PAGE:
Maxwell is also grateful for the financial assistance he’s been provided as a recipient of the Park National Bank & Associate Scholarship funded by the Newark Campus Development Fund. “It is not always easy to find people who want to invest in your education, he reflected. “Last semester and into this semester were the hardest, as COVID hit. Supporting family back home, paying school fees and rent…it was helpful to have a scholarship. One thing it really helps is it shifts your focus. You always have fees and bills, but it shifts your focus from working to putting more time into your studies.”
As Maxwell finishes his schooling at Central Ohio Technical College, it remains on his heart to return temporarily to Ghana to reengage with the charity foundation from his youth to continue to encourage and uplift others to reach their potential. Maxwell also has big plans to reach his own potential, possibly as a nurse anesthetist or advanced nurse practitioner.
“We need to help others,” Maxwell declared. “It is all about service, it is all about helping, it is all about encouraging and it is all about lifting someone’s spirits when someone is down. It is all about seeing the smile of your neighbor and seeing the smile of someone you don’t even know. Just putting a smile on their faces can make their day.”
Chloe and Jane Carson
When it came to choosing a college, staying close to home was the right choice for sisters Chloe and Jane Carson. Both women are currently students at The Ohio State University at Newark, conveniently located in their hometown.
Graduating from Newark High School, Chloe (’18) and Jane (’20) both benefit from Last Dollar Grants awarded to them by A Call to College, a college access program benefiting Newark City Schools graduates. Chloe and Jane’s Last Dollar Grants were made possible by a scholarship fund held at the Newark Campus Development Fund. Above and beyond the generous financial assistance the sisters continue to receive through Last Dollar Grants, A Call to College provided helpful guidance throughout the college application process, especially to Chole, the eldest Carson child and first to attend college since her parents.
Chloe initially took what felt like the more expected route—going away from home to live in a dorm and have the “college experience” at a big university. After completing her freshman year at Kent State University, Chloe knew it wasn’t the right fit for her and enrolled at Ohio State Newark upon her return home. “Coming back here and having the familiarity of home, and my family and friends, just really helped to be a smoother transition into college life,” she shared. “I just wish that a lot of high school students would know that going to Ohio State Newark is actually probably one of the smartest things you can do in terms of the transition to college and saving you a lot of money. A lot of money!”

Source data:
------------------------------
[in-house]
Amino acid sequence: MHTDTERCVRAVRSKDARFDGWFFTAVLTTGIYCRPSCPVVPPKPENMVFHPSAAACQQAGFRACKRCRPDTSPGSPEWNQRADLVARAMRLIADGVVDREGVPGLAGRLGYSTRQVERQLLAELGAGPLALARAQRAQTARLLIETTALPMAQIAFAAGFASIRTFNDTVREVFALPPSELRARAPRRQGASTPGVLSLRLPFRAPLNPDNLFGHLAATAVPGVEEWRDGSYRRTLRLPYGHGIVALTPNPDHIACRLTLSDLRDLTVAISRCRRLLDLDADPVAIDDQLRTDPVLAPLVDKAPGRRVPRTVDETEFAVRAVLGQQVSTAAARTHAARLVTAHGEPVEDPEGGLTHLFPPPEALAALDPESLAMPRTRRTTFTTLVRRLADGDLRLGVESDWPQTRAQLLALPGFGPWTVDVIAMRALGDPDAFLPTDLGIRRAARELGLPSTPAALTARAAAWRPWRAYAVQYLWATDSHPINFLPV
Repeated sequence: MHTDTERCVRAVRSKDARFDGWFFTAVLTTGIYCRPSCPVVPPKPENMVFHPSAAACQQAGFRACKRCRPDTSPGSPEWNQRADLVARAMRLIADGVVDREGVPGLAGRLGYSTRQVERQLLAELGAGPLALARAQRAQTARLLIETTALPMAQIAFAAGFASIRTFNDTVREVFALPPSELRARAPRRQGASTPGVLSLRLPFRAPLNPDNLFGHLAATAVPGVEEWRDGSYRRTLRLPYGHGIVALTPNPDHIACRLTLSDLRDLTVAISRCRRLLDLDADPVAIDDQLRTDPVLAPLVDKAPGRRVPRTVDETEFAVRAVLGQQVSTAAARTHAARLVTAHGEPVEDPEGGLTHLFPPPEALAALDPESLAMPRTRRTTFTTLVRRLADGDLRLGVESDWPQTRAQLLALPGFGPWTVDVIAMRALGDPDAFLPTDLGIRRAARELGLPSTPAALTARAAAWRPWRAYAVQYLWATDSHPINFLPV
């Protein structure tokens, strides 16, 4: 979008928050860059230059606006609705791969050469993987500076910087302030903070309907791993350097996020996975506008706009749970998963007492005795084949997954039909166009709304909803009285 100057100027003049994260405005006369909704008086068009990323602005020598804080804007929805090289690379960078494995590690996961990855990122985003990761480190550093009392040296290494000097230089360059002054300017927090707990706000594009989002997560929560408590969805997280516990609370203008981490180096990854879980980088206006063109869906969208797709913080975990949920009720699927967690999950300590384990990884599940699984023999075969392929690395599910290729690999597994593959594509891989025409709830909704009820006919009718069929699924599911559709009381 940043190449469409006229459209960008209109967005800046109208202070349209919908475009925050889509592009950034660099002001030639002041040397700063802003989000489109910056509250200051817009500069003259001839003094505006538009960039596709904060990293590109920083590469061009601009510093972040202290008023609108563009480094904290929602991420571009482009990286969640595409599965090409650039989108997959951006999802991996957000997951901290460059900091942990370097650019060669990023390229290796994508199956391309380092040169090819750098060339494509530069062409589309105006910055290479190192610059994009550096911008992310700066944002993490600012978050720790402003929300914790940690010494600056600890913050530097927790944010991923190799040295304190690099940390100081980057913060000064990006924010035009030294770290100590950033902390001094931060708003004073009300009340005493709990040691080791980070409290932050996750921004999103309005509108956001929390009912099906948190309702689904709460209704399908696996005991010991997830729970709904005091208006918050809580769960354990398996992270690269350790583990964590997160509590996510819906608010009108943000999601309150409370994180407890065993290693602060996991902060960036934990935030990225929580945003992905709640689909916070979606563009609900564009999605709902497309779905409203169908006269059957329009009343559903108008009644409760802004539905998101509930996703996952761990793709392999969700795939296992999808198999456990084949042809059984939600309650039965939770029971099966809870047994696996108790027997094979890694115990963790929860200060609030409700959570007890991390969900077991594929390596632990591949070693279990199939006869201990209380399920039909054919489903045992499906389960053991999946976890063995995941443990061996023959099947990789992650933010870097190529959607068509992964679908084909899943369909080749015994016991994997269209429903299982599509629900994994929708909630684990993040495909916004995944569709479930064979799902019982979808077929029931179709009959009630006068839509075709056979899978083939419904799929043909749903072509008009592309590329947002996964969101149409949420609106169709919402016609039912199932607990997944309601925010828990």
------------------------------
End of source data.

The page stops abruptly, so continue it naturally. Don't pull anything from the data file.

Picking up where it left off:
Jane was lucky to benefit from her sister’s experience and chose to begin her college years at Ohio State Newark, affording her the possibility to stay at home. “We’re pretty similar in that way,” she said. “It was really smart for me…easier to transition into college courses and have the comfort of being home and not having to stress about the financial situation.”
Both sisters will take advantage of the opportunities provided at Ohio State Newark before transferring to the Columbus campus to complete their degrees. Chloe will finish prerequisites before fully shifting attention to her English major with a creative writing concentration, with the end goal of working towards a Masters and PhD to teach at the collegiate level. Jane plans to complete her general education credits at the regional campus, and she then looks forward to exploring the breadth of coursework and opportunities offered within her Environment, Economy, Development & Sustainability major.
As they reflect on the investment others have made in their education by way of the Last Dollar Grants, Chloe and Jane are grateful for the support from their scholarship donors. The fiscally responsible choice to attend Ohio State Newark has been further enriched by the additional financial support that they receive, allowing them to focus on their educational pursuits and the bright futures ahead of them.
Kobe Gosture has not had to look far to see opportunity. The sophomore business major found it close to home when he decided to attend The Ohio State University at Newark. As a graduate of Newark High School, Kobe also benefited from a Last Dollar Grant from A Call to College, funded by a scholarship held by the Newark Campus Development Fund.
A Call to College, the college access program benefiting Newark City Schools graduates, has continued to support Kobe in his pursuits. “A Call to College stuck to it. They still reach out,” shared Kobe. Not only has Kobe been able to continue to count on the program to provide financial support, but his advisor remains a helpful link to completing his FAFSA paperwork. “I appreciate it,” says Kobe, when reflecting on the Last Dollar Grants he has received. “It helps the worry of graduating and being in huge debt. Even at the affordable rate of Ohio State Newark’s tuition, it’s very helpful.”